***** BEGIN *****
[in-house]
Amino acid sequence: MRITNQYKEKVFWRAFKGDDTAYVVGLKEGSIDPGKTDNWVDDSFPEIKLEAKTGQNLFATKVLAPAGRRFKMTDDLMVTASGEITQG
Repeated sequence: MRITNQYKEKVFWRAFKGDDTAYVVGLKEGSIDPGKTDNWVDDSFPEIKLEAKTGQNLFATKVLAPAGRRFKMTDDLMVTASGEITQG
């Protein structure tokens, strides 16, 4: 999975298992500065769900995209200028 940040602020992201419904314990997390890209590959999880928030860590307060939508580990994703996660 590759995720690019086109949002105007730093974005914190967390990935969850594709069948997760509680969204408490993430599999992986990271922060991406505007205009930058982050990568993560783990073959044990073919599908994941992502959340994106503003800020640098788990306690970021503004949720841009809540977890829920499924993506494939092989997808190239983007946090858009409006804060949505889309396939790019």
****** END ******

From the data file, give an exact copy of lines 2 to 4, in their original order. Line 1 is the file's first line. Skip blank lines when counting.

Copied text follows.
Amino acid sequence: MRITNQYKEKVFWRAFKGDDTAYVVGLKEGSIDPGKTDNWVDDSFPEIKLEAKTGQNLFATKVLAPAGRRFKMTDDLMVTASGEITQG
Repeated sequence: MRITNQYKEKVFWRAFKGDDTAYVVGLKEGSIDPGKTDNWVDDSFPEIKLEAKTGQNLFATKVLAPAGRRFKMTDDLMVTASGEITQG
């Protein structure tokens, strides 16, 4: 999975298992500065769900995209200028 940040602020992201419904314990997390890209590959999880928030860590307060939508580990994703996660 590759995720690019086109949002105007730093974005914190967390990935969850594709069948997760509680969204408490993430599999992986990271922060991406505007205009930058982050990568993560783990073959044990073919599908994941992502959340994106503003800020640098788990306690970021503004949720841009809540977890829920499924993506494939092989997808190239983007946090858009409006804060949505889309396939790019």